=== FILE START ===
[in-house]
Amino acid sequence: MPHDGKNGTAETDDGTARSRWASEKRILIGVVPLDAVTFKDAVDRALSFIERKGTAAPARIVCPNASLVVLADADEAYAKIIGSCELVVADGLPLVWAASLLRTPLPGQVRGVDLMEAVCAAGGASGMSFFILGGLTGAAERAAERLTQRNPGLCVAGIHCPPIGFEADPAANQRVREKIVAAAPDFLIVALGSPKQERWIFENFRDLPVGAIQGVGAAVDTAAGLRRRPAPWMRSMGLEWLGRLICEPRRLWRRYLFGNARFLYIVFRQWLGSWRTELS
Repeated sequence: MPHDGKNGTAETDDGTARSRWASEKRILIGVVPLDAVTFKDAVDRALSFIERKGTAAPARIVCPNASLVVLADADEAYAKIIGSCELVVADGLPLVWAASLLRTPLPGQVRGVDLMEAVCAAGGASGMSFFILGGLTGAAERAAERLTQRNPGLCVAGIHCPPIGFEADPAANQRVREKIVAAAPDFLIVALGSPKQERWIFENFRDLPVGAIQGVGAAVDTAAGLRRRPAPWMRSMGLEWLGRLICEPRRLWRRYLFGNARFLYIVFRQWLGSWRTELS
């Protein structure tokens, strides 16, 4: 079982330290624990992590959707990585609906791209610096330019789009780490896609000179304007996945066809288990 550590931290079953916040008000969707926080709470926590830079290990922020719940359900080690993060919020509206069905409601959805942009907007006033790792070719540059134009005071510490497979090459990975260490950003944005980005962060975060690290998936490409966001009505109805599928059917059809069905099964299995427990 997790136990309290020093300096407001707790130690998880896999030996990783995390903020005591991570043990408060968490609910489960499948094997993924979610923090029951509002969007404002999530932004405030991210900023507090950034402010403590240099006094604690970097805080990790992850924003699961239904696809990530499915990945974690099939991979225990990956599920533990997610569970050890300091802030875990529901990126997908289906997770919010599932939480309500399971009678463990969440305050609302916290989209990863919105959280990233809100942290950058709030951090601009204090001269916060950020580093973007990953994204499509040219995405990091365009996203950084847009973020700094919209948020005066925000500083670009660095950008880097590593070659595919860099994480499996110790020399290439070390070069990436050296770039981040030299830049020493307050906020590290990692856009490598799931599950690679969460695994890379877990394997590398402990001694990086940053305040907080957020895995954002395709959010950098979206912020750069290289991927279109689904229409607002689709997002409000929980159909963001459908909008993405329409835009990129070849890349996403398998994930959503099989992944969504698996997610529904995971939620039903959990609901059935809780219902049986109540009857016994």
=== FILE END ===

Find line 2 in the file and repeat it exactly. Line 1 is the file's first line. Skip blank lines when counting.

Amino acid sequence: MPHDGKNGTAETDDGTARSRWASEKRILIGVVPLDAVTFKDAVDRALSFIERKGTAAPARIVCPNASLVVLADADEAYAKIIGSCELVVADGLPLVWAASLLRTPLPGQVRGVDLMEAVCAAGGASGMSFFILGGLTGAAERAAERLTQRNPGLCVAGIHCPPIGFEADPAANQRVREKIVAAAPDFLIVALGSPKQERWIFENFRDLPVGAIQGVGAAVDTAAGLRRRPAPWMRSMGLEWLGRLICEPRRLWRRYLFGNARFLYIVFRQWLGSWRTELS